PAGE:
Starting around 750 AD, science flourished under the Abbasid caliphs of Baghdad, gradually spreading its influence as far west as Spain and eastwards into Central Asia, over a period of more than 600 years.
By drawing on a variety of texts - Greek, Indian and Persian - and translating them into Arabic, the early scholars accumulated the greatest body of scientific knowledge in the world … and built on it through their own discoveries.
Often, there was a practical Islamic relevance. Astronomy could be used to work out the direction of prayer. Mathematics was needed for dividing property according to the Islamic law of inheritance.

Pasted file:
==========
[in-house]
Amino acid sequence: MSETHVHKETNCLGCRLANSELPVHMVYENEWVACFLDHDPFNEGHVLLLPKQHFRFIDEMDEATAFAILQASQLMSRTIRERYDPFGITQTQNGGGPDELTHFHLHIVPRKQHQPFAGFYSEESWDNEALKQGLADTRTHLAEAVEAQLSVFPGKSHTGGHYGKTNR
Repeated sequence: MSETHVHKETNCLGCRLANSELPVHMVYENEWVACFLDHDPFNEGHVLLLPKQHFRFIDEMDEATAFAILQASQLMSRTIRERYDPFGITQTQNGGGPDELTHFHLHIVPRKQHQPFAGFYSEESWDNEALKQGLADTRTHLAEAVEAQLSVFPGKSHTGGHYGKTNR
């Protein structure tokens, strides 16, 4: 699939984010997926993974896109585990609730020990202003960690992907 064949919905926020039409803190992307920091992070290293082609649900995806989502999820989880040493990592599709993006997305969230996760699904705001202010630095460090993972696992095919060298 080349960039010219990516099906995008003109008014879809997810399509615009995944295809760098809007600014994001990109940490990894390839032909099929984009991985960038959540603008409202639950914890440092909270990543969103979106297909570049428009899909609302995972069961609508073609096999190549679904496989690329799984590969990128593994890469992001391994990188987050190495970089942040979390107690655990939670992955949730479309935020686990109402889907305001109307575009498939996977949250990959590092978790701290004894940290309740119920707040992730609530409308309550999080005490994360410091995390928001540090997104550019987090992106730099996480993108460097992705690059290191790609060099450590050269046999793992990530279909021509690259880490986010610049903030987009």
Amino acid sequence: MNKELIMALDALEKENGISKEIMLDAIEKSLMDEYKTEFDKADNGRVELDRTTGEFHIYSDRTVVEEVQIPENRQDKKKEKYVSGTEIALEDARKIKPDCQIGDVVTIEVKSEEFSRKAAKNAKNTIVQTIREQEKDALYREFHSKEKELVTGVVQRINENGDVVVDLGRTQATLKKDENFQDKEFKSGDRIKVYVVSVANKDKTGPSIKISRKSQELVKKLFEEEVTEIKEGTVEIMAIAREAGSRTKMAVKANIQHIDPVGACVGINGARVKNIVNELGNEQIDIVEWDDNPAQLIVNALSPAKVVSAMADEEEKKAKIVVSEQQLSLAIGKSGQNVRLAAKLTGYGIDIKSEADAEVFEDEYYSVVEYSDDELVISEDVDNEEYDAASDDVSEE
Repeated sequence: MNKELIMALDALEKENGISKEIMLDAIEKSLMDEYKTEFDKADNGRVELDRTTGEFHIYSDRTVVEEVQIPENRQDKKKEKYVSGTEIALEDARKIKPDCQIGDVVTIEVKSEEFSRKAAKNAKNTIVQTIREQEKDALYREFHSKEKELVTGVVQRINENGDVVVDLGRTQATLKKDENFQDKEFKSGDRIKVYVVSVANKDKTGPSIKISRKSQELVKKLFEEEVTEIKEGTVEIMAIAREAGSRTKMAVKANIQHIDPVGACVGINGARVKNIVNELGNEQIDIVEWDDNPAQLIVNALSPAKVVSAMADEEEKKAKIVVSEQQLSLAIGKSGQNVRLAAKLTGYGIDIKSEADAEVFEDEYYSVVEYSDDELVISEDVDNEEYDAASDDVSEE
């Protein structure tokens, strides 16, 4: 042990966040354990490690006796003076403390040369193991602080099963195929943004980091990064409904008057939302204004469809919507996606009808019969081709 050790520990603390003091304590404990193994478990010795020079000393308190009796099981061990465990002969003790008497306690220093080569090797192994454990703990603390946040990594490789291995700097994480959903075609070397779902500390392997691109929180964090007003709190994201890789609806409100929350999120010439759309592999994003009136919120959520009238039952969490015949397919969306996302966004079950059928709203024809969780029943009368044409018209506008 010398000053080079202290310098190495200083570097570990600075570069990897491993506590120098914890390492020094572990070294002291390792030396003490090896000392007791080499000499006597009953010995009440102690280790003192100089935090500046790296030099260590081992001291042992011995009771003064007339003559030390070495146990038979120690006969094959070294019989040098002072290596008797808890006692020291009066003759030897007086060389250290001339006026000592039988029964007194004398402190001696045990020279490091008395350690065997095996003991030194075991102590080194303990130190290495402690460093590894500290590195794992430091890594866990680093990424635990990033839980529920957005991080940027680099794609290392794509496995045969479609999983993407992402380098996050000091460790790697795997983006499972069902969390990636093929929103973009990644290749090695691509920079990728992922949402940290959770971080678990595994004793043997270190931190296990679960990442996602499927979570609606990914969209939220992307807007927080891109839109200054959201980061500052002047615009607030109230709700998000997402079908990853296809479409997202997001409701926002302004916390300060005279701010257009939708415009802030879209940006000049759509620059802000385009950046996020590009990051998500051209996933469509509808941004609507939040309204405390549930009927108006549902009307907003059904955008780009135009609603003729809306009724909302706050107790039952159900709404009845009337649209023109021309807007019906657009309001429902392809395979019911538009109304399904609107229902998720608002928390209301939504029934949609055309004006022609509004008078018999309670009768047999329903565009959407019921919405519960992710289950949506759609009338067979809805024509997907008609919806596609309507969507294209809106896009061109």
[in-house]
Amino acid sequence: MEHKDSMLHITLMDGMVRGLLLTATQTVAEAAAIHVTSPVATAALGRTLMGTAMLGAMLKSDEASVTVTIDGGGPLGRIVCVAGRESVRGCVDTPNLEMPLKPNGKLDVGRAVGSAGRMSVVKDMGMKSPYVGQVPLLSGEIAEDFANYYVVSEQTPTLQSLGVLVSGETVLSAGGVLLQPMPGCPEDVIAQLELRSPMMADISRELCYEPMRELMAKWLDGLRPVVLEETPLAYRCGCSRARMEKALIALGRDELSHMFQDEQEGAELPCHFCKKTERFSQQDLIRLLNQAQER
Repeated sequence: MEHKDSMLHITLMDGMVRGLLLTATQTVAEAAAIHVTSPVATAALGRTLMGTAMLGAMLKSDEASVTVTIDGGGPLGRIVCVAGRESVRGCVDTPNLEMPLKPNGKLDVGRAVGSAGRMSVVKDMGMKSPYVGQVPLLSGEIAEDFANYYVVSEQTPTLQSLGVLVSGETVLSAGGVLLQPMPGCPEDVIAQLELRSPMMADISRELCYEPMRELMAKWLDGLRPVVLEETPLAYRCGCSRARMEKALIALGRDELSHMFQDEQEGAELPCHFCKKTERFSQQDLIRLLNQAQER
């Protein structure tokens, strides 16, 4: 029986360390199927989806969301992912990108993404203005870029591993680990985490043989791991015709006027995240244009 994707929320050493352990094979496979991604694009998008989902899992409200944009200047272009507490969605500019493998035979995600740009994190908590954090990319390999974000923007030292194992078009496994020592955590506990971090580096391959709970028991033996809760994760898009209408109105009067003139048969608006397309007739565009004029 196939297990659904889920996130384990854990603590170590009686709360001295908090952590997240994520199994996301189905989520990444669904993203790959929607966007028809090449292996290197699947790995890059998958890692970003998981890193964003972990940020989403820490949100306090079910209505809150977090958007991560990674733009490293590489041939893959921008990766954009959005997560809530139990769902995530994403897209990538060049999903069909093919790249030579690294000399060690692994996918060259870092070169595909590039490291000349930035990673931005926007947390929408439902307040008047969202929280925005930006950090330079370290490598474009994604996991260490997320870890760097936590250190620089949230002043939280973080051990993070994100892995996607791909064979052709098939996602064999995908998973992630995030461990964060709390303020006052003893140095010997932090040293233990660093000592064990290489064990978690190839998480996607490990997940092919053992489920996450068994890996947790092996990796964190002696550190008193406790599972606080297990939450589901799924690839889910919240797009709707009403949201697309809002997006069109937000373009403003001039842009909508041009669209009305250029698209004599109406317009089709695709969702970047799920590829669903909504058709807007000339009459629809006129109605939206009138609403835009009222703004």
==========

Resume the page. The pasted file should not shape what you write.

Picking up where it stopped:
Although science flourished under Arab-Islamic patronage, by no means all the important figures in science were Muslims, or even Arabs.
The common factor, however, was the Arabic language, which for a time became the international language of science. It was only later, in the 12th and 13th centuries, when the Arabic works began to be translated into Latin, that such knowledge passed to the west.